Bhubaneswar, Dec 22: Areas rich in minerals, forests, wildlife and water sources are home to the poorest people, but mining contrary to government's claim did little for the development of the area and its people, a study conducted by the Centre for Science and Environment (CSE) said.
The 356 page report ''Rich land, poor people: Is sustainable mining possible? '', released here yesterday by Orissa Governor M C Bhandare said mining had never generated employment nor contributed to the development of the local area.
On the contrary, poverty had increased in many of these areas, the report claimed.
Briefing newsmen here, CSE Director Sunita Nayar disputed the claim that mining was essential for the growth, stating that the mining areas were on the other hand the least developed areas of the country.She said it happened as the wealth generated in the mining area was never spent in the area for the development of local people.
The study recommended for policy reform for sustainable management of mining and suggested not to allow mining without the consent of the people.
Ms Nayar said Orissa accounted for seven per cent of India's forest, 11 per cent of water resources, 24 per cent of coal, 98 per cent chromite and 51 per cent of the bauxite resereve of the country but it has a human development index of 0.404, which was worse than that of Kerala, Tamil Nadu, Andhra Pradesh and West Bengal.
The state's per capita income had declined during the second half of the 1990, the period when state witnessed industrialisation.
All the mineral-rich districts of the state featured in the list of 150 most backward districts of the country, she said adding 62 per cent of the people in Keonjhar, the most mined district in Orissa, 79 per cent of the Koraput district, the bauxite capital of the country, live below poverty line.
The report said during 1950 and 1991 mining displaced around 2.6 million people but not even 25 per cent of these had been rehabilitated. For every one per cent that mining contributed to the country's GDP, it displaced four times more people than all the developmental projects put together. Mining of major minerals generated about 1.84 billion tone of waste in 2006 but most of which were not disposed of properly, it said.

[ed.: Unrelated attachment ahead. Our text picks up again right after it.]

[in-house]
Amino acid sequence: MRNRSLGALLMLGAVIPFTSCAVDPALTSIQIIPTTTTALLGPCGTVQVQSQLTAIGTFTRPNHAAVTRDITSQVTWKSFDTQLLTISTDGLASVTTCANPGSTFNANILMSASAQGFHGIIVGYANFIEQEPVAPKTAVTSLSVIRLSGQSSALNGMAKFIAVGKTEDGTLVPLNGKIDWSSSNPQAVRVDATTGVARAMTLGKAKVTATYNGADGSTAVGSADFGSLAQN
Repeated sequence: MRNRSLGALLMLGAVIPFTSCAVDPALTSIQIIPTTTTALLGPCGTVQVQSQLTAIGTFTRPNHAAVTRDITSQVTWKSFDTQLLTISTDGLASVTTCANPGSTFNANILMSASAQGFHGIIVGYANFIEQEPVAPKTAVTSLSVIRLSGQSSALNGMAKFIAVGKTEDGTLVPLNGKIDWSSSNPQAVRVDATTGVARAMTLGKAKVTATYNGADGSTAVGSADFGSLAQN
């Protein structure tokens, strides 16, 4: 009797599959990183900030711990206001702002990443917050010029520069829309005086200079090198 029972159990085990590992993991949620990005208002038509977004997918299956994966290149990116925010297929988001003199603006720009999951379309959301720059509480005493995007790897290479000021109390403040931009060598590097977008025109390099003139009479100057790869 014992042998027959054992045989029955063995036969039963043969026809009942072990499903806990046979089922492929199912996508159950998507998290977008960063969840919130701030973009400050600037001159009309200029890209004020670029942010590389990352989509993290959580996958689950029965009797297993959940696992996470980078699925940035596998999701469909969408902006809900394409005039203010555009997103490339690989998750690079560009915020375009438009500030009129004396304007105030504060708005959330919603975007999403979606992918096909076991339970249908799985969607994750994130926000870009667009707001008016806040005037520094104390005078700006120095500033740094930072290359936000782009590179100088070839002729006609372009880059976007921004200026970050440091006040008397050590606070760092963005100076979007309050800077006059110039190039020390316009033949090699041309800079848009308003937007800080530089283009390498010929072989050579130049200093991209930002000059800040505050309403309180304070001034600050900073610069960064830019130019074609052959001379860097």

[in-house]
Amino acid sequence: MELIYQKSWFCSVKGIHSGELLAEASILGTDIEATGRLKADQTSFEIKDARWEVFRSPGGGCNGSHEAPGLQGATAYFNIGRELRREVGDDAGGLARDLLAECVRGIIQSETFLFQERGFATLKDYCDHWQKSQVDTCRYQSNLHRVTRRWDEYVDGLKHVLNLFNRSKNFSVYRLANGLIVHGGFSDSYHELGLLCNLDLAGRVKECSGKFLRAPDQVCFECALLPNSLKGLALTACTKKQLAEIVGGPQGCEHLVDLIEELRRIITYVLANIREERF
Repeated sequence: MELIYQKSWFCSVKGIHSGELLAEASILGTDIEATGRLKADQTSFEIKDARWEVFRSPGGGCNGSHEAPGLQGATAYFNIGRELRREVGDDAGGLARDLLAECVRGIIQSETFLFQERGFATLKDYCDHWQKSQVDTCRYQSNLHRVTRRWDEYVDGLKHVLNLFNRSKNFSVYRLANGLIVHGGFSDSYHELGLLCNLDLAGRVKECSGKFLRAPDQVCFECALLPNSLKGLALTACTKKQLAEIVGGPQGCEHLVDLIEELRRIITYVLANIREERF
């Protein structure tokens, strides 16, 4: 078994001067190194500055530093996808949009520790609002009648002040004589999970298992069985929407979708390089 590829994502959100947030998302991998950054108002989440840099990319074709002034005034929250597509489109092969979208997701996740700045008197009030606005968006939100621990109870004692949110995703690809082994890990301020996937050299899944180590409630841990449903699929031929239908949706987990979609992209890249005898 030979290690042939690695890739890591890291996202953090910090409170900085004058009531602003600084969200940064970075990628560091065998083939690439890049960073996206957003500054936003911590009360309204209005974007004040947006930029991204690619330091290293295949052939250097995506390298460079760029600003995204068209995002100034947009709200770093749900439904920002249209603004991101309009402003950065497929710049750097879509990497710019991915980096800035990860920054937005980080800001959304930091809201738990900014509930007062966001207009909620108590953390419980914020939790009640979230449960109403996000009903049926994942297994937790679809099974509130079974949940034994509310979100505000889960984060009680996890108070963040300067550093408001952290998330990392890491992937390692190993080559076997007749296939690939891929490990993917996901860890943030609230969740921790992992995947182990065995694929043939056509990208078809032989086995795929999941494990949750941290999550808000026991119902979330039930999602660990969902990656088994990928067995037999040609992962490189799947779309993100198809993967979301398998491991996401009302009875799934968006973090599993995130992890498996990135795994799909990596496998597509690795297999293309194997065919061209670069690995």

The report said Orissa has the dubious distinction of clearing 17 per cent of forest land, the maximum in the country for mining and displacing five lakh tribal people.
The water resources in the state were stressed, so also the natural springs, the Brahmani, the second largest river figured among the country's ten most polluted rivers due to largescale mining operations on its bank.
The CSE report said though the successive governments justified the mining, claiming that the sector would provide employment but between 1999 and 2005, while the mineral production in the state increased threefold, the employment reduced by 20 per cent.
The report said the mineral industry degraded the land, used local water but did little to return wealth. The royalty on the minerals also went to the state exchequer, but not to the local communities.
Stressing the need for change in policy, the report recommended not to go for mining without the consent of the people, impartial preparation of Environment Impact Assessment Report, banning of mining in forest areas, framing of stronger mine closure regulations for sustainable mining.